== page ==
- When was the last time you shared someone else’s status update/tweet/blog link on social media?
- When was the last time you shared a link to your blog?
- When did you last review or mention another writer’s book?
- When was yours reviewed and who by? Have you ever reviewed a book by your reviewer?
- When you had a poem published, did you help promote the magazine that published it or did you state you had a poem published without mentioning the magazine or linking to it?
- When an editor sends you proofs of an accepted poem, do you only correct typos, spelling/grammar errors or do you see it as an opportunity to re-write your poem?
- At open mic slots, do you keep within your allotted time or regularly overrun?
- If invited to an event, do you turn up on time or do you have a reputation for always being late or frequently not turning up at all?
- At a workshop, do you stay silent when other attendees are discussing and giving feedback on poems brought to/written at the workshop or do you join in?
- When your poem is being discussed, do you expect unconditional praise or listen to the feedback with the aim of taking it away and assessing it later?
- When you blog about the workshop, do you do a diary-style ‘I went to this workshop’ entry or do you share lessons or techniques learnt at the workshop?
- When submitting poems to magazines, do you assume a standard submission format will do or do you check the guidelines given by the magazine?
- Was your last post/status update about you or someone else?
We all slip up sometimes: the odd, unintended simultaneous submission, too tired to double-check guidelines after a long day, public transport failures meant we were running late and we irritably said something out of turn or reacted without thinking through the consequences. But only sometimes.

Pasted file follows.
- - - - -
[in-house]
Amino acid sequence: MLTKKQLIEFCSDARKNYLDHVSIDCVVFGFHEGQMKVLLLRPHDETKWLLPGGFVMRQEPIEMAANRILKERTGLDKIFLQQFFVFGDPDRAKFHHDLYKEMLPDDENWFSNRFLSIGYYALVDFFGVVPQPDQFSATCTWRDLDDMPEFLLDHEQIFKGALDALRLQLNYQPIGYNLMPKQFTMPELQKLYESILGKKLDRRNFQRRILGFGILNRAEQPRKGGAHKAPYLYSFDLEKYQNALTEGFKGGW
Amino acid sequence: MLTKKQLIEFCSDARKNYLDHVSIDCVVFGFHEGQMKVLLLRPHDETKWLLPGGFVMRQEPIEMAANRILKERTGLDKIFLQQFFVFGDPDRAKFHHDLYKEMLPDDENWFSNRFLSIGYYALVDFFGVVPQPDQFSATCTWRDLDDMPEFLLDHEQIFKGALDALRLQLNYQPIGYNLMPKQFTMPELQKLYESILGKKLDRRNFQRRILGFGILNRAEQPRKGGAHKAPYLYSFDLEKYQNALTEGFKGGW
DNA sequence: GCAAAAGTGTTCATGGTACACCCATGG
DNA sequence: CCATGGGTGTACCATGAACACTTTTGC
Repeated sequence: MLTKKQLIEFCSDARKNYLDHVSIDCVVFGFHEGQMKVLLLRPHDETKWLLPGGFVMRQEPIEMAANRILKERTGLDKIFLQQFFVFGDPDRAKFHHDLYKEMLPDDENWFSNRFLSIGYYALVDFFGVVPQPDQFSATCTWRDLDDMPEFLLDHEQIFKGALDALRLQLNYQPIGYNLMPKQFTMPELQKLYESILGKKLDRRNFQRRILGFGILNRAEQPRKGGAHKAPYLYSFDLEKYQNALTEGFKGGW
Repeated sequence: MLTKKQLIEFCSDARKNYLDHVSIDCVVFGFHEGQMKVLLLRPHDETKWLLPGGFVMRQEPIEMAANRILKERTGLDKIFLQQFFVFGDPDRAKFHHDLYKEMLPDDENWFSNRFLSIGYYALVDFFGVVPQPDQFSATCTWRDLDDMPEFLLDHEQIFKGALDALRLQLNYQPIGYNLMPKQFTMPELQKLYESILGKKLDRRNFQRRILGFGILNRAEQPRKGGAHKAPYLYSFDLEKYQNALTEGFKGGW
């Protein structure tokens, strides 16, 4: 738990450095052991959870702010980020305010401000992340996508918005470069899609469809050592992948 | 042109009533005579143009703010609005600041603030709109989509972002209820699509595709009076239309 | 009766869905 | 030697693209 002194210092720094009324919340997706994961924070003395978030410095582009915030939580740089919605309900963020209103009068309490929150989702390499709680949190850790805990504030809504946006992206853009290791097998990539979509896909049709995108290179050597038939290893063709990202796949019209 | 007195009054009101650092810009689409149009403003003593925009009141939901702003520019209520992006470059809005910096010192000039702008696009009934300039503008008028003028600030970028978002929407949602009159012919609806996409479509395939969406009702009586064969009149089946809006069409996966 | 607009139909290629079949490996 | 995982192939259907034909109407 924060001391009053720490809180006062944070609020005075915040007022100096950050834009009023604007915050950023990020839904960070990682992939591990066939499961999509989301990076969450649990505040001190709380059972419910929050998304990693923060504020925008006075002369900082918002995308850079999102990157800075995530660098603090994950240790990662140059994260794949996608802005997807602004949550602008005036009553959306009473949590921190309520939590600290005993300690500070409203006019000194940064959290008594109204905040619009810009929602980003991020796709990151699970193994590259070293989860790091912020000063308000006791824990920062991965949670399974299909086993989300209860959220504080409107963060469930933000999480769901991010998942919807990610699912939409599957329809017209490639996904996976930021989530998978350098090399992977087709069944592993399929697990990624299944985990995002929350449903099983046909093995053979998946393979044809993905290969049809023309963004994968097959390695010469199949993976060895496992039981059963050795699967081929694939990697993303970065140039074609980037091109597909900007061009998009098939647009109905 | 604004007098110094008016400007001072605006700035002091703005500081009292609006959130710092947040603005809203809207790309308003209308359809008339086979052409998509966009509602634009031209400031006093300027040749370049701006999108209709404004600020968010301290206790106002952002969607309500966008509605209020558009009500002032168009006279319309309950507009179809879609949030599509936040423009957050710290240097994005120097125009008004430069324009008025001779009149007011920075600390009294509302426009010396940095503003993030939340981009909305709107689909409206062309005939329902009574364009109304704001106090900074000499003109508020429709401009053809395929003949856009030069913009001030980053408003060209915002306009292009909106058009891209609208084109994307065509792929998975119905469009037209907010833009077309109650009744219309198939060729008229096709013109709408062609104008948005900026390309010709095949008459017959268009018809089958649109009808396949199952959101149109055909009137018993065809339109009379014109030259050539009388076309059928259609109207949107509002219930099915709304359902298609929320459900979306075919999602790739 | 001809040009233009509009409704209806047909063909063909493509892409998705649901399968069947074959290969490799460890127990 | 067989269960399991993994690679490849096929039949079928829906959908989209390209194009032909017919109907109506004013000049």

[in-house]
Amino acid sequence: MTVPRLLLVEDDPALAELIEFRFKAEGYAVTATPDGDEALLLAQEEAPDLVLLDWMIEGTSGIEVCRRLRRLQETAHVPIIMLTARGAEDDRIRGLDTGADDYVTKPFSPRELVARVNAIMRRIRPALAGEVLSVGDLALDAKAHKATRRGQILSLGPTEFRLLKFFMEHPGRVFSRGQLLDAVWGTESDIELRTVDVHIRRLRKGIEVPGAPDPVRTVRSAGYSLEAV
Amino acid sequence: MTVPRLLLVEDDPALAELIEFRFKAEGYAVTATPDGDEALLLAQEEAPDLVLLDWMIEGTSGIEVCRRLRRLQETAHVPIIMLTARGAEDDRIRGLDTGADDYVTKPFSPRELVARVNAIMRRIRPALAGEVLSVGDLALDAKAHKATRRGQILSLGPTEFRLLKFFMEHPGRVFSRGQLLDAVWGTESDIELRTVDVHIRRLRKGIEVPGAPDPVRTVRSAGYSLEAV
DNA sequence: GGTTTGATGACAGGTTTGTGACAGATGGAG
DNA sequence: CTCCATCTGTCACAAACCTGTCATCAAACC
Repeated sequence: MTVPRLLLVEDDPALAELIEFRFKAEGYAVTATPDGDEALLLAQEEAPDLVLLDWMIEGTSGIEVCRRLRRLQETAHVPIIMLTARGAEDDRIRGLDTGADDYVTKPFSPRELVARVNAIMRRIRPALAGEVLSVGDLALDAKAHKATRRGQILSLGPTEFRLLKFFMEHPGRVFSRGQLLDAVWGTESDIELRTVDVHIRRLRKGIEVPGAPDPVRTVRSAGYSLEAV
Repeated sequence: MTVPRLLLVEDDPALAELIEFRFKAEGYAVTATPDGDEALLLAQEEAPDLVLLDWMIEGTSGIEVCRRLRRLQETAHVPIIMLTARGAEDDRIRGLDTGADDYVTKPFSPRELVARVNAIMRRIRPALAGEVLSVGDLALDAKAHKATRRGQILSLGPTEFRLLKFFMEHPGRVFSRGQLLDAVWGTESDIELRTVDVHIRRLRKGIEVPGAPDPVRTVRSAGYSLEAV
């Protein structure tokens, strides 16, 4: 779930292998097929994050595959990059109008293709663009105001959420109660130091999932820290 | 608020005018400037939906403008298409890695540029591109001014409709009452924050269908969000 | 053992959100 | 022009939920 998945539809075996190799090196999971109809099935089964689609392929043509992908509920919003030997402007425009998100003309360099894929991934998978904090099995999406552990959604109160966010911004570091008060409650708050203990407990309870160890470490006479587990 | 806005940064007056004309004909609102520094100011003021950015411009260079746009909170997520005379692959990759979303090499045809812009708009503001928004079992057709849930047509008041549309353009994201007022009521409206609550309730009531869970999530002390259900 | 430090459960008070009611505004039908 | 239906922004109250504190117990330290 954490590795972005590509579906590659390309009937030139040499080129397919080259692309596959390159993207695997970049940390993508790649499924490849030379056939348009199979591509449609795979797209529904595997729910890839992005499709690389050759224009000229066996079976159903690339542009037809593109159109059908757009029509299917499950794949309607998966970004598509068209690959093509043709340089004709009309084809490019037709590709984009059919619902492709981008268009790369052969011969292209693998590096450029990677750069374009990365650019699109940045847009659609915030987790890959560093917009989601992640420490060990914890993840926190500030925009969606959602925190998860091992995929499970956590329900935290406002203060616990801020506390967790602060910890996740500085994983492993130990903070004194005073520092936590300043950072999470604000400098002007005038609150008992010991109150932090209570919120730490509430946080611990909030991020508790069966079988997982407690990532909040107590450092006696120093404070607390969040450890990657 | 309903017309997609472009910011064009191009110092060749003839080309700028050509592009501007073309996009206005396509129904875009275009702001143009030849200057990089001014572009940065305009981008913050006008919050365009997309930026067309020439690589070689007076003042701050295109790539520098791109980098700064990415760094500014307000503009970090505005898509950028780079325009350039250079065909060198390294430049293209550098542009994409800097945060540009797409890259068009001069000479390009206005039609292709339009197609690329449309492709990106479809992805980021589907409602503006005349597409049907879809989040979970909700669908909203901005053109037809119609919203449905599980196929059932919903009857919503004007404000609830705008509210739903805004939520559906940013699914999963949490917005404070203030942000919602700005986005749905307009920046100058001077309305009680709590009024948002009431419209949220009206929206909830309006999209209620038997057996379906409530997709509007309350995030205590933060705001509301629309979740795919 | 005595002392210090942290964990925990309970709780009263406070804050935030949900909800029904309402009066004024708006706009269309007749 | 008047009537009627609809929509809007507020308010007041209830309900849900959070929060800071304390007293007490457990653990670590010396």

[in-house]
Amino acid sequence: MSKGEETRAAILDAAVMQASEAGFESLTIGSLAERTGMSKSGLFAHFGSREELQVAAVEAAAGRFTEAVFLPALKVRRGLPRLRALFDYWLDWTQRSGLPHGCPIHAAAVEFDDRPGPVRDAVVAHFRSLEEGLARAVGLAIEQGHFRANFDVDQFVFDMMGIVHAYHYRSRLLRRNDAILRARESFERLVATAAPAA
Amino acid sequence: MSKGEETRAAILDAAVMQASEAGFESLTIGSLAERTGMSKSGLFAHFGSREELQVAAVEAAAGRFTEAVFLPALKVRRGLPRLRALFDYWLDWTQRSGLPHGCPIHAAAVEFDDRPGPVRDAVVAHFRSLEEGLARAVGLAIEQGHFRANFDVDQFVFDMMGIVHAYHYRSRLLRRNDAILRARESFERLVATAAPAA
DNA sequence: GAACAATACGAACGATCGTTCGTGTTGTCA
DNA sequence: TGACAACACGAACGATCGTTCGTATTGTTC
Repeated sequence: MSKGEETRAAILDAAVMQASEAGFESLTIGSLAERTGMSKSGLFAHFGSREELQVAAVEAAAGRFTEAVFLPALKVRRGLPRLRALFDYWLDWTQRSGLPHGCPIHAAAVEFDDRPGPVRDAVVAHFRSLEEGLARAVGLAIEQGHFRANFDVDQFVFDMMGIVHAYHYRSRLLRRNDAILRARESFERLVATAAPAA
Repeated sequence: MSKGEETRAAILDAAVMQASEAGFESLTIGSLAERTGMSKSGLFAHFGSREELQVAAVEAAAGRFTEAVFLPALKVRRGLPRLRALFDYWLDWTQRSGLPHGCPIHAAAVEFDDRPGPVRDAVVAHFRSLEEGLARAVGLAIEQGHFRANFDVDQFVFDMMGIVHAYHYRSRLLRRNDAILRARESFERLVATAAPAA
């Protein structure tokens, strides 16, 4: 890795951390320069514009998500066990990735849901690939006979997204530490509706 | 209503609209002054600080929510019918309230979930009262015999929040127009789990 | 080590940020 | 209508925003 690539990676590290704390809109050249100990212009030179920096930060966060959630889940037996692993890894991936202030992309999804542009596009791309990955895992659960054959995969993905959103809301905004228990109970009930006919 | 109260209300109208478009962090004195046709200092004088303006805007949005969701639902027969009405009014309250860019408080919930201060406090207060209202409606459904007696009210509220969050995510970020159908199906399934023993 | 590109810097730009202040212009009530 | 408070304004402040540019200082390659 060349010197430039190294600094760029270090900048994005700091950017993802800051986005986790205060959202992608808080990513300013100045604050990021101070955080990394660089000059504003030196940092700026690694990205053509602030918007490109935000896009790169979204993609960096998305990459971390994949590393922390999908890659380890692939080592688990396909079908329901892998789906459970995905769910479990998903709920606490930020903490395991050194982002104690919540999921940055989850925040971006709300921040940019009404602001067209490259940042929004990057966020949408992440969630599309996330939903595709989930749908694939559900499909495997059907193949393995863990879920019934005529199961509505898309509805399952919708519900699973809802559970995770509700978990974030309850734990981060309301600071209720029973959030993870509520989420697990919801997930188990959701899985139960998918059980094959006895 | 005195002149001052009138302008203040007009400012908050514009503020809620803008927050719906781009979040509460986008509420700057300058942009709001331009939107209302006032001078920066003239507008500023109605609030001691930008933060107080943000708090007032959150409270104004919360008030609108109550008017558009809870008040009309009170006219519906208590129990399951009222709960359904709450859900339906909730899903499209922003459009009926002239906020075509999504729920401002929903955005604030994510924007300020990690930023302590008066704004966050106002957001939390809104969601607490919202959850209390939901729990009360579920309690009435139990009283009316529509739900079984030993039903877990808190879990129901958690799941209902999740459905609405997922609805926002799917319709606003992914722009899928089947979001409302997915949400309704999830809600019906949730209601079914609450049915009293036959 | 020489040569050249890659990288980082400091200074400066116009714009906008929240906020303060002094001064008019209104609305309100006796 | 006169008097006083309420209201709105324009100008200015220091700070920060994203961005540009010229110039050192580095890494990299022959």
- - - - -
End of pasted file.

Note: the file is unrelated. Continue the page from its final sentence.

When you start out as a poet, it may feel as if you don’t have much to give. You want advice from other poets, feel you need all the feedback you can get, want the practice from open mic slots, feel you need to know how to get established.
But you are not a gawping drain of need. Behaving like one may get you immediate attention, but that will soon fade and isn’t a viable long term strategy.
You can give by listening and watching other poets, read work by others, share news and blog posts, help promote the magazines you want to be published in, promote the readings you want to be invited to take part in, even write reviews (two sentences on a bookseller’s site is better than silence).
Poet A getting an acceptance was not the reason for your rejection.
Poet B got the last open mic slot by patiently waiting their turn instead of trying to queue jump.
Poet C gets plenty of shares for her blog post because it wasn’t about her, but shared useful, practical information.
Poet D always gets an audience because she puts everyone at ease and makes them feel welcome.
Poet E got a mountain of incisive workshop comments because she took the time to feedback on everyone else’s poems.
Poet F got her book reviewed because she asked the reviewer before sending the book, instead of sending an unsolicited free copy and demanding a review in return.
Social media is for sharing, what did you share today?